Evaluation of Relation between Bizygomatic Width and Mesiodistal Dimension of Maxillary Central Incisor in Saudi Population: An In-vivo Study ZC32-ZC36
Ibn Sina National College for Medical Studies, Al Mahjar Street, Gulail District, Jeddah-21418, Saudi Arabia.
Introduction: Selection of the maxillary anterior teeth is one of the most crucial steps in fabricating a removable prosthesis. To overcome this challenge, the relationship between facial measurements and natural teeth could be used as a guide in selecting the Maxillary Central Incisor (MCI) teeth. To improve aesthetics, various efforts have been made to associate the Mesiodistal Dimension (MD) of the MCI with various facial parameters.
Aim: To determine the relationship between Bizygomatic Width (BZW) and the MD of the MCI in the Saudi population.
Materials and Methods: The cross-sectional study selected two hundred dentulous subjects (100 males and 100 females) using a simple random sampling technique from December 2019 to March 2020. BZW was measured between the two most prominent points on the zygomatic bone, and the MD of the MCI was measured between the interproximal contact points. Both measurements were made with the help of a digital vernier caliper. Descriptive statistics and student’s t-test were used to compare all the measurements between males and females with a level of significance at 5% (0.05) and the power of the study of 95%. Pearson’s correlation coefficient (r) was used to find the interconnection between MD of MCI and BZW by linear correlation analysis.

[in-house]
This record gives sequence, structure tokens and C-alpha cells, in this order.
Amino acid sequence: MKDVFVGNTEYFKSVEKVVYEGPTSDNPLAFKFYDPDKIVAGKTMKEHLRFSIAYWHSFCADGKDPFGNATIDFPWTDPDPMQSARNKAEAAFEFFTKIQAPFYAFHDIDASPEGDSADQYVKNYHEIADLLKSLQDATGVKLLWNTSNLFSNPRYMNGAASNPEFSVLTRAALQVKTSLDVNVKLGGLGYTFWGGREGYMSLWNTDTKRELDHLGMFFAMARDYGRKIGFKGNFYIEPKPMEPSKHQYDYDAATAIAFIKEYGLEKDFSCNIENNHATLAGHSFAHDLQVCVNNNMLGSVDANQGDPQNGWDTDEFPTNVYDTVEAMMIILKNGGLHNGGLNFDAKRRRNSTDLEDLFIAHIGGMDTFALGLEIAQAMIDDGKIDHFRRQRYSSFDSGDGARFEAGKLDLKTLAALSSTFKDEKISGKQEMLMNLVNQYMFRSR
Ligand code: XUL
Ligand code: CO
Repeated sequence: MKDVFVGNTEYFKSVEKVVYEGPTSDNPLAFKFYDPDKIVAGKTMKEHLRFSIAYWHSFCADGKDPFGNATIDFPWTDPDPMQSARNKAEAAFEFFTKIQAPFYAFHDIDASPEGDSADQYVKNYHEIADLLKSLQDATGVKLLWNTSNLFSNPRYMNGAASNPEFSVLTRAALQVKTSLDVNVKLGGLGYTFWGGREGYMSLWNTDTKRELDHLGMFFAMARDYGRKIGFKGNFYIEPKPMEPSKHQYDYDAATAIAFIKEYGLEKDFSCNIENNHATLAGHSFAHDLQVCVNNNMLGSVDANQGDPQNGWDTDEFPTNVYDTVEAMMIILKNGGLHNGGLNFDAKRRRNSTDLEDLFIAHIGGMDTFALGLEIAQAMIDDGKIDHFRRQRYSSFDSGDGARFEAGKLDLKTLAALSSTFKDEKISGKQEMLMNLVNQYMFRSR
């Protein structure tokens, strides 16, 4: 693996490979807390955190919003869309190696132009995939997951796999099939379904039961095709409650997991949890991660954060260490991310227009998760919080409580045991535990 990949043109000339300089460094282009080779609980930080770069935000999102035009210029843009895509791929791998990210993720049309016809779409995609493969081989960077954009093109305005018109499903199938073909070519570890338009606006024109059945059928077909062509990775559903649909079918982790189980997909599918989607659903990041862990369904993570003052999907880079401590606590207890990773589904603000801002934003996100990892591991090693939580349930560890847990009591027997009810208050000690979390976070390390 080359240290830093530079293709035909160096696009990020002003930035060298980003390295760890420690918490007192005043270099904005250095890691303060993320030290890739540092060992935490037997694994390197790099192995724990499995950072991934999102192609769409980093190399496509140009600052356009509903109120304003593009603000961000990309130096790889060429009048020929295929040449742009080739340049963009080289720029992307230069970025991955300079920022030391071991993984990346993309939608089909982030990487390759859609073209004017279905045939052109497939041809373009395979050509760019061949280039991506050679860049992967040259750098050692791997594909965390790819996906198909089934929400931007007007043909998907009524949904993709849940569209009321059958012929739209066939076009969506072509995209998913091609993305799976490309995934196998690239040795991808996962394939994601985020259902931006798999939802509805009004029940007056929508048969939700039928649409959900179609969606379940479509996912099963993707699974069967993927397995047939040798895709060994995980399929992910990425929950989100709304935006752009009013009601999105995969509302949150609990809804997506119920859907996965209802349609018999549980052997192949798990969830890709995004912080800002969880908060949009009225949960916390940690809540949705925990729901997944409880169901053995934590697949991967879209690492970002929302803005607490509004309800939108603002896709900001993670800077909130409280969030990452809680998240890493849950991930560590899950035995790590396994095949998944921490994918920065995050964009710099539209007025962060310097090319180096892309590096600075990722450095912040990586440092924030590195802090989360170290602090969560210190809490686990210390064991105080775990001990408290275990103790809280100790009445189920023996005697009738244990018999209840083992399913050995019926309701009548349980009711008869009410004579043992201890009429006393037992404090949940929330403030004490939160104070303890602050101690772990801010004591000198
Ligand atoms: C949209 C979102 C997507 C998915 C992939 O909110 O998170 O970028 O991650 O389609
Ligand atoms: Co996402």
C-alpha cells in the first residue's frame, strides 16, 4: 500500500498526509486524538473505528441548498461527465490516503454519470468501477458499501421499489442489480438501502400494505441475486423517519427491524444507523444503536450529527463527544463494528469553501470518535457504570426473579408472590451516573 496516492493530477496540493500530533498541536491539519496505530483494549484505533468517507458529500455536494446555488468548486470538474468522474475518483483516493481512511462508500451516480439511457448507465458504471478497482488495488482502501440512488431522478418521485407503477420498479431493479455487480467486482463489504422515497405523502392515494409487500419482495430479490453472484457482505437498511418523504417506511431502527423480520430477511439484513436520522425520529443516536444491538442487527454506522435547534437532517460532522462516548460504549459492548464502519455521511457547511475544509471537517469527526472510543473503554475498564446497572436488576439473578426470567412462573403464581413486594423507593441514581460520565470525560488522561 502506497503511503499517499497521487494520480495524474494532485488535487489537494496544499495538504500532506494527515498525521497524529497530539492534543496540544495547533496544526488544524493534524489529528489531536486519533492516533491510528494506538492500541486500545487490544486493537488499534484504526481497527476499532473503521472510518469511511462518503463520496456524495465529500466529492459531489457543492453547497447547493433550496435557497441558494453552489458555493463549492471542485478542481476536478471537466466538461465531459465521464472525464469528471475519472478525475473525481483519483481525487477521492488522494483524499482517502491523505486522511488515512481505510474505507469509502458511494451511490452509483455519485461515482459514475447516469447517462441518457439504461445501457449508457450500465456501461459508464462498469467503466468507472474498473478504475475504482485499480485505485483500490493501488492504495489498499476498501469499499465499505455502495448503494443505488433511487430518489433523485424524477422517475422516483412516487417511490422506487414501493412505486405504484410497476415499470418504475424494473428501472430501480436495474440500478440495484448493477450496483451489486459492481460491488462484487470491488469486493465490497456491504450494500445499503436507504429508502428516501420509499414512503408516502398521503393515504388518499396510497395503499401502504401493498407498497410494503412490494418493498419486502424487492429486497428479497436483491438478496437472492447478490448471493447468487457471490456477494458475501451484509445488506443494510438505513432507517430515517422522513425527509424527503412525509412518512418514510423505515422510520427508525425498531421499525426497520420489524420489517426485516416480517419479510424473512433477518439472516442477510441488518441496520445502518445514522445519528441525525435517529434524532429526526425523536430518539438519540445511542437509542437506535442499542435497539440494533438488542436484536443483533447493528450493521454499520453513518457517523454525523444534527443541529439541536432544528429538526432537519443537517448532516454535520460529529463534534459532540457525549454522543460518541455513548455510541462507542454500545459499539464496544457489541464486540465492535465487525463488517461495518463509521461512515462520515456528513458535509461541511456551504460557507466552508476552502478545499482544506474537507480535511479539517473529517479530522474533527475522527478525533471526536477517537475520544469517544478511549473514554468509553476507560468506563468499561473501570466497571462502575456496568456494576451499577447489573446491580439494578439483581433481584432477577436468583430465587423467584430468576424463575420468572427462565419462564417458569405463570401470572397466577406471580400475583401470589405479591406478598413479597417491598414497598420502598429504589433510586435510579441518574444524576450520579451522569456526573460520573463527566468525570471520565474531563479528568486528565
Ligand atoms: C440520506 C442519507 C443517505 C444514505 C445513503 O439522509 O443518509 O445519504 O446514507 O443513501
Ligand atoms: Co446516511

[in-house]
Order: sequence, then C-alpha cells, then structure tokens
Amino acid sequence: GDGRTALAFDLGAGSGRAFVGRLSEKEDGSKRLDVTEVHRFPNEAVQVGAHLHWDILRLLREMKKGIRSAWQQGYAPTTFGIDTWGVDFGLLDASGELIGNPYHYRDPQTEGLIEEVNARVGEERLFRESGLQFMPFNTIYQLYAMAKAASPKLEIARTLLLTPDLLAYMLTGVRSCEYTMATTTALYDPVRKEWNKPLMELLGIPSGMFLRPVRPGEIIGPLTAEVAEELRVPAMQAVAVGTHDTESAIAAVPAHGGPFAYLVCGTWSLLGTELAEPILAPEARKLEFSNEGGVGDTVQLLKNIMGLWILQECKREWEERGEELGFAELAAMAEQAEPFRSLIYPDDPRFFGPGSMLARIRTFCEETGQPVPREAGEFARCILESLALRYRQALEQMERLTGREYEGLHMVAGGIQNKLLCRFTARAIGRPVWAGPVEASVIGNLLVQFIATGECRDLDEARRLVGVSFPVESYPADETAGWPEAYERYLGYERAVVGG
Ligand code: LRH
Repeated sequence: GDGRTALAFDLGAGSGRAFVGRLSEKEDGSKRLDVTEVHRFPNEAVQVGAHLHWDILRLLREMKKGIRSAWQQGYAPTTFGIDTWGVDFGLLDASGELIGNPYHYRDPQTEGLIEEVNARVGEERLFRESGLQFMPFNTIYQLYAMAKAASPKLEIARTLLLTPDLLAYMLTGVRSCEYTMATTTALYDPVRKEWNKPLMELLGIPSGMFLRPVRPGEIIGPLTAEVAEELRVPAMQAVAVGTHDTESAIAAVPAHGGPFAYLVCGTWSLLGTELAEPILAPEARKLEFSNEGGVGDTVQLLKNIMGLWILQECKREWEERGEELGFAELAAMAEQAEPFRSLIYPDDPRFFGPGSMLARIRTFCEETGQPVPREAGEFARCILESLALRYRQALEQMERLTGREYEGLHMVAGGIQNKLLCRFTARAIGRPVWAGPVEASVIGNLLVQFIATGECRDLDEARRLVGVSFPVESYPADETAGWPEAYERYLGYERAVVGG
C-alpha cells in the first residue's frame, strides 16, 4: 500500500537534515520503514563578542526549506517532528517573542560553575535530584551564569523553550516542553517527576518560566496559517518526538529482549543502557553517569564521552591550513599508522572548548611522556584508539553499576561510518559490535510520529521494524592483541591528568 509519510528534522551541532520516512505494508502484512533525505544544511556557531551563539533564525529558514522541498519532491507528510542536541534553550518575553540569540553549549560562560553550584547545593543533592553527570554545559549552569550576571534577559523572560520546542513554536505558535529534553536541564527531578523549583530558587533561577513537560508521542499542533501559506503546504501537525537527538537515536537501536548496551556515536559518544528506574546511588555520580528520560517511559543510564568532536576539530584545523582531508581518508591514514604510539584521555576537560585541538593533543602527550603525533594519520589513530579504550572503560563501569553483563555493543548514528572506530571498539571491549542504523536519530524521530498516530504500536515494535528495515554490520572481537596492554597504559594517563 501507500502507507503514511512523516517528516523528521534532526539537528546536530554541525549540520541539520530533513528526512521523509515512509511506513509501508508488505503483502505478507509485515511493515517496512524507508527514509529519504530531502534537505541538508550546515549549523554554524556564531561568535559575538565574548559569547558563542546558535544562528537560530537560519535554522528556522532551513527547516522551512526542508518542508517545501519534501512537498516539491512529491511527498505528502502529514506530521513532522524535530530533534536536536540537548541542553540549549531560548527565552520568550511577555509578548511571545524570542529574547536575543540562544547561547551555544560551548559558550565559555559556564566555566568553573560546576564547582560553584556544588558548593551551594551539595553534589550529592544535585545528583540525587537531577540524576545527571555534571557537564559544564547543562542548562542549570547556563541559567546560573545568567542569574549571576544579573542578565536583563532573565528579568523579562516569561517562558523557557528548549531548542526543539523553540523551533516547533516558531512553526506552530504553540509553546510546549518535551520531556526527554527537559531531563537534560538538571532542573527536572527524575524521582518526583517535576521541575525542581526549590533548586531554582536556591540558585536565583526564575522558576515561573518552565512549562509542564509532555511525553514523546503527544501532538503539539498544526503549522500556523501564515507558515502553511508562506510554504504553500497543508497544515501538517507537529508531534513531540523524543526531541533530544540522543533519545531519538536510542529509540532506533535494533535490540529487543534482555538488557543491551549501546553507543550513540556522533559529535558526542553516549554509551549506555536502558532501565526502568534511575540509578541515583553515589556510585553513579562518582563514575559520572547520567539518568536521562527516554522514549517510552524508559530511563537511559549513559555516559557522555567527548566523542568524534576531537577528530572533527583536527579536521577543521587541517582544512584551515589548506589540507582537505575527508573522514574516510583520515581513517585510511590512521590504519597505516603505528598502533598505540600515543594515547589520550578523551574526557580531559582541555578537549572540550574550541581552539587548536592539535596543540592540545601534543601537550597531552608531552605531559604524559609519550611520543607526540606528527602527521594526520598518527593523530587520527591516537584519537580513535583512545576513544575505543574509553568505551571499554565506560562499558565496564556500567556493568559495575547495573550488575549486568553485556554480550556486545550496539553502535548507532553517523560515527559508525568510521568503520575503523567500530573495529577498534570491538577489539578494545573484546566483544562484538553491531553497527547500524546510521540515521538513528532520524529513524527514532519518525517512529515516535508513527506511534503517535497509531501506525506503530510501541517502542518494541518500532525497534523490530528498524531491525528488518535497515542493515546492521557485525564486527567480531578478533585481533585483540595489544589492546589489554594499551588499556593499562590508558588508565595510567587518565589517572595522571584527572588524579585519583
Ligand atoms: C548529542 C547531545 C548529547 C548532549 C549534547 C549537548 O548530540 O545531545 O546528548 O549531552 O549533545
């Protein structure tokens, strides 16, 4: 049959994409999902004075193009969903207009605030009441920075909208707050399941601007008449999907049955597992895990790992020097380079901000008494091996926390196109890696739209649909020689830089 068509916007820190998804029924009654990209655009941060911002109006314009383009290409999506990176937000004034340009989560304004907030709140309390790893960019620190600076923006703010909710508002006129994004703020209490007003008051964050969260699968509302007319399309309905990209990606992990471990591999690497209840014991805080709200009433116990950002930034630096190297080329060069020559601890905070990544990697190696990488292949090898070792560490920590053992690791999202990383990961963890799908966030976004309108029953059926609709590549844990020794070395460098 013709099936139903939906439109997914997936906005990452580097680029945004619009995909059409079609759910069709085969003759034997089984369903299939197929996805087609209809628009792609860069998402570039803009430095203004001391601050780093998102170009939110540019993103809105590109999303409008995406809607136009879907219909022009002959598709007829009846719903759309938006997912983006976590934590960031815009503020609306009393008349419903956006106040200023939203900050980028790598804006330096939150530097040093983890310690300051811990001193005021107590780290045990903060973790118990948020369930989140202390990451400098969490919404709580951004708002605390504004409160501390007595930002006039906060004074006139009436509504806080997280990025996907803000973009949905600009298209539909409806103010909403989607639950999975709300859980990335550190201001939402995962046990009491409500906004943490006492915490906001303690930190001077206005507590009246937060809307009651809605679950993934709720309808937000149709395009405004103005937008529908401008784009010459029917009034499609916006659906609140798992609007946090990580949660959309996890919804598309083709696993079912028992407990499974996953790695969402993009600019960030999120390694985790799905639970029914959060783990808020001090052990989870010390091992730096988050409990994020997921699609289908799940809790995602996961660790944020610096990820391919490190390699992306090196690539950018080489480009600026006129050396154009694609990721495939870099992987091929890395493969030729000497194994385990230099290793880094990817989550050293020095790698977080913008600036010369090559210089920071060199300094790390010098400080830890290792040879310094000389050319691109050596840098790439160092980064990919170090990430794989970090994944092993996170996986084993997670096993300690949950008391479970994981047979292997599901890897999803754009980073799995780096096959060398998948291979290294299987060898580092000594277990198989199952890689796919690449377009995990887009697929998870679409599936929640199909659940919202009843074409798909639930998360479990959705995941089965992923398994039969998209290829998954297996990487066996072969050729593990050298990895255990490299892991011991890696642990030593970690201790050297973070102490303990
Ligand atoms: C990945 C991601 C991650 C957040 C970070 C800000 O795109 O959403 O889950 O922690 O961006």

Results: The average values for BZW for males and females were found to be 123.56±3.74 mm and 117.33±3.21 mm, respectively. The average MD values of MCI for males and females were found to be 8.6±0.46 mm and 8.4±0.53 mm, respectively. A statistically significant difference was observed in the mean values of the BZW (p-value<0.001) and MD of MCI (p-value 0.002) when a comparison was done among males and females. The average ratio of MD of MCI to BZW was found to be 0.07±0.004 for males, whereas it was 0.072±0.004 for females and was statistically significant (p-value 0.001). The ratio of MD of MCI to BZW was found to be 1:14 for males and females. Pearson’s correlation coefficient (r) was positive and ranged from 0.067 to 0.007.
Conclusion: Males had greater values for BZW and MD of MCI than females. There was an inconsistency when Berry’s biometric ratio was applied and when compared with the actual MD of MCI measurement in the present study. The findings of this study showed that there was a weak positive correlation between the MD of MCI and the BZW.